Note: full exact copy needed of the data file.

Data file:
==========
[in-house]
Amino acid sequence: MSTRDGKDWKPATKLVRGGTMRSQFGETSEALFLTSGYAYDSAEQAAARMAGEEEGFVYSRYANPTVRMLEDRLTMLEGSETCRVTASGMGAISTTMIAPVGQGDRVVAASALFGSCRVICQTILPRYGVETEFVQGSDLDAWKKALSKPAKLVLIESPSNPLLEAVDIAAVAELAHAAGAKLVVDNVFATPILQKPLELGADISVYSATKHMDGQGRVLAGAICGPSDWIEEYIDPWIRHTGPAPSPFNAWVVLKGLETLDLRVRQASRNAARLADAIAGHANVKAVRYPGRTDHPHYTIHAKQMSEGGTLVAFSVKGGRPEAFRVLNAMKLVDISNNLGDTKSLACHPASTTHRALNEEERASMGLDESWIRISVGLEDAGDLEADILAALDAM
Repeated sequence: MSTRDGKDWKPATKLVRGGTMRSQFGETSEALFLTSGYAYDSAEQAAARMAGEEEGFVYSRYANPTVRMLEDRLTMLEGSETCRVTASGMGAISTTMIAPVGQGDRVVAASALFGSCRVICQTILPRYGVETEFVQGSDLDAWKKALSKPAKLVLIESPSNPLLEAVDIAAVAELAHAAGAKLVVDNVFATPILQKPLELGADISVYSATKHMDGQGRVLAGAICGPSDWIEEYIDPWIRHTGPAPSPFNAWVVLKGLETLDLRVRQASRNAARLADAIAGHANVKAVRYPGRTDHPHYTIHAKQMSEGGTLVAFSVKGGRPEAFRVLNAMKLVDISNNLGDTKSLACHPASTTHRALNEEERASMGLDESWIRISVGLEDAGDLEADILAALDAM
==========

[in-house]
Amino acid sequence: MSTRDGKDWKPATKLVRGGTMRSQFGETSEALFLTSGYAYDSAEQAAARMAGEEEGFVYSRYANPTVRMLEDRLTMLEGSETCRVTASGMGAISTTMIAPVGQGDRVVAASALFGSCRVICQTILPRYGVETEFVQGSDLDAWKKALSKPAKLVLIESPSNPLLEAVDIAAVAELAHAAGAKLVVDNVFATPILQKPLELGADISVYSATKHMDGQGRVLAGAICGPSDWIEEYIDPWIRHTGPAPSPFNAWVVLKGLETLDLRVRQASRNAARLADAIAGHANVKAVRYPGRTDHPHYTIHAKQMSEGGTLVAFSVKGGRPEAFRVLNAMKLVDISNNLGDTKSLACHPASTTHRALNEEERASMGLDESWIRISVGLEDAGDLEADILAALDAM
Repeated sequence: MSTRDGKDWKPATKLVRGGTMRSQFGETSEALFLTSGYAYDSAEQAAARMAGEEEGFVYSRYANPTVRMLEDRLTMLEGSETCRVTASGMGAISTTMIAPVGQGDRVVAASALFGSCRVICQTILPRYGVETEFVQGSDLDAWKKALSKPAKLVLIESPSNPLLEAVDIAAVAELAHAAGAKLVVDNVFATPILQKPLELGADISVYSATKHMDGQGRVLAGAICGPSDWIEEYIDPWIRHTGPAPSPFNAWVVLKGLETLDLRVRQASRNAARLADAIAGHANVKAVRYPGRTDHPHYTIHAKQMSEGGTLVAFSVKGGRPEAFRVLNAMKLVDISNNLGDTKSLACHPASTTHRALNEEERASMGLDESWIRISVGLEDAGDLEADILAALDAM